So this chart happened. It looks like the Fistful of Euros model of the labour market has a serious problem, in that I can’t replicate JW Mason’s original results. The compositionally weighted ECI measure of earnings is more strongly correlated with the output gap, i.e. more cyclical, than the constant-weighted ECEC, at least for 2002-2014.…Read More Science, dammit.
Are still very much with us. Here’s a chart showing the average staff turnover in British call centres (from here). Turnover marches up in the boom, crashes in the recession, and you can even make out the doubledip. All clear so far?Read More The political aspects of full employment
I was saying that nobody seemed to bother to check the claim that defined-contribution pensions were cheaper. Nobody but weirdos like me ever suggested the following until now: Once you account for falling wages among young workers—if you must: “the Millennials”—many mysteries of the economic behavior of young people cease to be mysterious, such as…Read More They don’t have any money.
Reader Simon Hinrichsen’s MSc thesis on the Bank of England in the Revolutionary and Napoleonic Wars is here. He argues that the UK paid for the war by borrowing as much as France, but on better terms, and by printing much more money, but it also succeeded in keeping inflation lower and more stable. Inflation…Read More How transparency met total corruption and they beat Napoleon
Chris Dillow has a nice chart, plotting the government deficit out-turn against a forecast based on its historic relationship with unemployment, swinging off John Maynard Keynes’ remark that if you look after unemployment the budget will look after itself. As he says, the interesting bit is what happens after January 2012. Unemployment dropped sharply, but…Read More The budget and the bogus hairdressers
So the economists are now saying that even if you made testable predictions and they came true it doesn’t mean you’re right because of, you know, quantum and catallaxy and hey What the Bleep?! Do We Know. There’s an infinity of possible universes in which I might be right, and averaging over the Gaussian copula,…Read More In a parallel universe, I scored!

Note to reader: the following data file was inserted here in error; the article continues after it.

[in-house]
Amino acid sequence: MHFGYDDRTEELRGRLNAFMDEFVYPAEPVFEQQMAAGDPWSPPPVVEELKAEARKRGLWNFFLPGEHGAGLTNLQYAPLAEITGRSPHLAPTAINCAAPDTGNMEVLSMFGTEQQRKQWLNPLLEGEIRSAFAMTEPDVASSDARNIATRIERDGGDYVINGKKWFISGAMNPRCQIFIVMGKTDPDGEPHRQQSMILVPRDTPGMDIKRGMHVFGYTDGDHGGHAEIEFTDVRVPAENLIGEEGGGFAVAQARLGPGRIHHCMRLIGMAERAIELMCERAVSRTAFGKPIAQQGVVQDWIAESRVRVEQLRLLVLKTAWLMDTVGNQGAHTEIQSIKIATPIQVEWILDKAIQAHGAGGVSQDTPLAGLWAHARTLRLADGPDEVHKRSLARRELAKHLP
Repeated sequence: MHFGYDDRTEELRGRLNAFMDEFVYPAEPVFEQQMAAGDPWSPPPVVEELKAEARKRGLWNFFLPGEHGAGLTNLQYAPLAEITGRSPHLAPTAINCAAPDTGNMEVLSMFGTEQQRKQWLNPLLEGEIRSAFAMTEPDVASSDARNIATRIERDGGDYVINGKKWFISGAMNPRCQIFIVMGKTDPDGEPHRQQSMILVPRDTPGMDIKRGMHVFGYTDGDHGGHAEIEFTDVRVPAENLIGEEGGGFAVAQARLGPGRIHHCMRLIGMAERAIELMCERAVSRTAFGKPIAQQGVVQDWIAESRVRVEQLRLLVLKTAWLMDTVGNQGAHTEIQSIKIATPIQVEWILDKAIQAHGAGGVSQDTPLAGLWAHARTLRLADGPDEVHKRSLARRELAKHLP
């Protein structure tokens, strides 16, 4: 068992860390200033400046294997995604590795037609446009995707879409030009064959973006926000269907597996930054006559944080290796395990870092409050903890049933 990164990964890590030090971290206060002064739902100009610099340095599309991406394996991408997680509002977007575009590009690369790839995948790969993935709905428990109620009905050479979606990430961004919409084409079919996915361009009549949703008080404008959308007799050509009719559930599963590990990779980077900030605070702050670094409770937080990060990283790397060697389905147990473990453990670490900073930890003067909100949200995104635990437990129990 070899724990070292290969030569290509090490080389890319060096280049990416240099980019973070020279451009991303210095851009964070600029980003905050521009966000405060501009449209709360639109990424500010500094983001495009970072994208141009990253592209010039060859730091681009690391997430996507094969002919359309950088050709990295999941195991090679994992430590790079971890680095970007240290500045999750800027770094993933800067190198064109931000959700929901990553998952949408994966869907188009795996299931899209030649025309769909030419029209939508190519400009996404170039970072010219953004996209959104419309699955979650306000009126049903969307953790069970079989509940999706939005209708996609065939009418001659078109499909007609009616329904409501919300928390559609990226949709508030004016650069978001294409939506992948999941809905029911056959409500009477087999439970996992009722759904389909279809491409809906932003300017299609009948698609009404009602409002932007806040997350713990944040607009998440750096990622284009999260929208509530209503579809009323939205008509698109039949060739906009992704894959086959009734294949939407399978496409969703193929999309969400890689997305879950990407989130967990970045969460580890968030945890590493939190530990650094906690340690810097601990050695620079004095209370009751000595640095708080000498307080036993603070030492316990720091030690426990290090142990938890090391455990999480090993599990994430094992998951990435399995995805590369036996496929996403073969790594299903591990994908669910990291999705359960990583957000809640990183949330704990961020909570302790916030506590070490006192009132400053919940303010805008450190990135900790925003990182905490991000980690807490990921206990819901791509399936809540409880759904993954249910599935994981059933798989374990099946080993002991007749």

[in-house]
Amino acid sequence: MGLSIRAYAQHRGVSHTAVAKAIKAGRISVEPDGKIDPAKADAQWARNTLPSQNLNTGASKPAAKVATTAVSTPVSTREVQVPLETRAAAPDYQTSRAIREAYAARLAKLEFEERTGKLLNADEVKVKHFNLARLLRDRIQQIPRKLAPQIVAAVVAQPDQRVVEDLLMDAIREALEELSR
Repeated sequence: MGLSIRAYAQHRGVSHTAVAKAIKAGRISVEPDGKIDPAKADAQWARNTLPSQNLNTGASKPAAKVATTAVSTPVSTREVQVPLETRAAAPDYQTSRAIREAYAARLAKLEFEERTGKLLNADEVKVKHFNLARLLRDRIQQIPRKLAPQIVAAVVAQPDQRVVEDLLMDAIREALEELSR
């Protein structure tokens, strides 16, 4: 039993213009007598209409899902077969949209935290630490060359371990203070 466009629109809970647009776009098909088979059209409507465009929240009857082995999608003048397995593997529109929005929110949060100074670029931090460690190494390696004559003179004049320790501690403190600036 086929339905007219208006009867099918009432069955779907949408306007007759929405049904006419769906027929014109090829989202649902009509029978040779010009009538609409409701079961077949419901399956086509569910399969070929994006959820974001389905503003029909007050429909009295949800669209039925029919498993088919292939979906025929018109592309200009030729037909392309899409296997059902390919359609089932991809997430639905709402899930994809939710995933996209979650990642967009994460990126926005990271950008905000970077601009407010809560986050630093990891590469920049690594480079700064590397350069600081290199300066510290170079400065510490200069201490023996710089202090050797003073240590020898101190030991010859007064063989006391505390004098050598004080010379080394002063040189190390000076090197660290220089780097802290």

Here’s an interesting idea: a version of the job guarantee, in its strong form, with decentralised implementation. Am I right in thinking this is actually very similar to the Future Jobs Fund?Read More decentralised job guarantee
Schuller pointed out that, if the economic theories of Mises’ book Human Action really are derived by painstaking and valid deductive argument, then it should be possible to set the book out in a formal symbolic form in which all axioms, premisses, and deductions are shown formally and proven. No Austrian has ever done this……Read More A short post
Charles Murray, as far as I can make out, has dropped racism in favour of old-school reactionary elitism. It’s not that other races are inferior, any more, it’s that the race, in general, is inferior. I understand this to mean he’s realised that Gang A are no closer to the White House than they were…Read More A novel theory of the business cycle, with an old critique
Shorter me: economists should study business more, and in an ideal world, industrial sociology, before they try to do cognitive psychology Peter Dorman at Econospeak takes issue with a Robert Frank piece about workplace safety, which has all the whoopee doo Econ-101 problems you’d expect. I think, though, that there is a really big issue…Read More This one weird trick will improve your productivity and deliver social justice